Russian rulers and their closest colleagues have felt for centuries that they were in competition with their neighbors. In fact, the Russian words for "competition" and "jealousy" — "sorevnovaniye" and "revnost" — have the same root. Senior Russian officials have always been jealous of the successes and achievements of those in the West and looked down on everyone else.
First Russia — and later the Soviet Union — was the first, or among the first countries that sought to catch up to the developed world with a national modernization drive. (Japan began its project later.)
The Russian authorities always believed that selective modernization was the best means for closing the gap with the West. In what some Western scholars began referring to as the "Moscow economic model," Russian strategists focused on those aspects of the economy and governance that were primarily concerned with national security and military operations.
Russia's relative strength or weakness has fluctuated at different stages of its history, but it has always wanted to prove something to the world with the limited resources at its command. These situations and projects have varied greatly, from Generalissimo Alexander Suvarov's campaigns in Europe to the military victories of the 20th century; from the challenging and uneven leap toward progress under Peter the Great to the much more selective and tragic attempt under former Soviet leader Josef Stalin.
Ideologues and textbook authors have always praised such efforts, casting them as milestones in the official history of Russia. But there have also always been people who questioned the price society paid for those modernization drives and "leaps forward." And although those detractors also wrote books, those volumes rarely achieved the same print runs or readerships as the books that spoke of glowing triumphs. Russia has yet to calculate or come to terms with the price this society paid not only for Stalin's policies, but also for the entire Soviet drive for progress.
Strategists have always been interested in mobilizing human and material resources by any means necessary. Their task is to "spend" those resources freely, never worrying about the cost. This is why the Russian authorities have always been so inaccessible and unaccountable to the people: otherwise, they would have to give a reckoning of how many citizens they had "spent."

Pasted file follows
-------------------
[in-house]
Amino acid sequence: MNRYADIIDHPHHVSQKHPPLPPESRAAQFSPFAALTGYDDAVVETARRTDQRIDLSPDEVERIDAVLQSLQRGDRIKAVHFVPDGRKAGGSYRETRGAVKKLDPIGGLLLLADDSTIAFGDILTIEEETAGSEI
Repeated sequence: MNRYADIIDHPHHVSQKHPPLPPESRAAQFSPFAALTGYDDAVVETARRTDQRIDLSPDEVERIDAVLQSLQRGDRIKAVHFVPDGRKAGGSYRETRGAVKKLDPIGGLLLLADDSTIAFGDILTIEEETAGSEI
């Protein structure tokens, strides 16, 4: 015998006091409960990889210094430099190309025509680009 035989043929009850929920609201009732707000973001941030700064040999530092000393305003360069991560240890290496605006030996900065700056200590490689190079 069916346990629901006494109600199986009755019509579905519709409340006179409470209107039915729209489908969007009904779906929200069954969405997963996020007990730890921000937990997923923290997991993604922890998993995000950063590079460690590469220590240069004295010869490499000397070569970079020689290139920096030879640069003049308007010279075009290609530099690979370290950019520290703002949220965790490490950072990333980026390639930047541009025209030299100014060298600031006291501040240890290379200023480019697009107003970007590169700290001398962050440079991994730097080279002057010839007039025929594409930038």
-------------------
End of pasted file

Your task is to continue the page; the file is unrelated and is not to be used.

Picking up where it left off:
Those who argued with the strategists have always tried to bring those hidden costs to light, to name names and assign responsibility. They try to understand the price society pays for the government's actions and now try to explain, in particular, that the current war is turning Russian society into an anachronism among modern states.
Russia has once again embarked on the path of selective development. And once again, leaders have made national security and military technology top priorities. The authorities have successfully rallied the Russian people around one military project after another, with the result that many are even convinced it is the only course possible.
However, by lending such enthusiastic support to the Kremlin, the Russian people have also handed leaders a carte blanche. And in contrast to the blank check the Federation Council handed President Vladimir Putin — allowing him to use the country's military in any foreign venture at any time and for any duration — the carte blanche from the people is not written in black and white and endorsed with official signatures. But it does exist, and although the total sum on that "check" remains blank, it denotes all of the country's human potential: It is all there for Putin to "spend" as he sees fit.
Maxim Trudolyubov, an editor at the independent Russian newspaper Vedomosti, is a director at the Center for New Media and Society at the New Economic School in Moscow. This comment originally appeared in Vedomosti.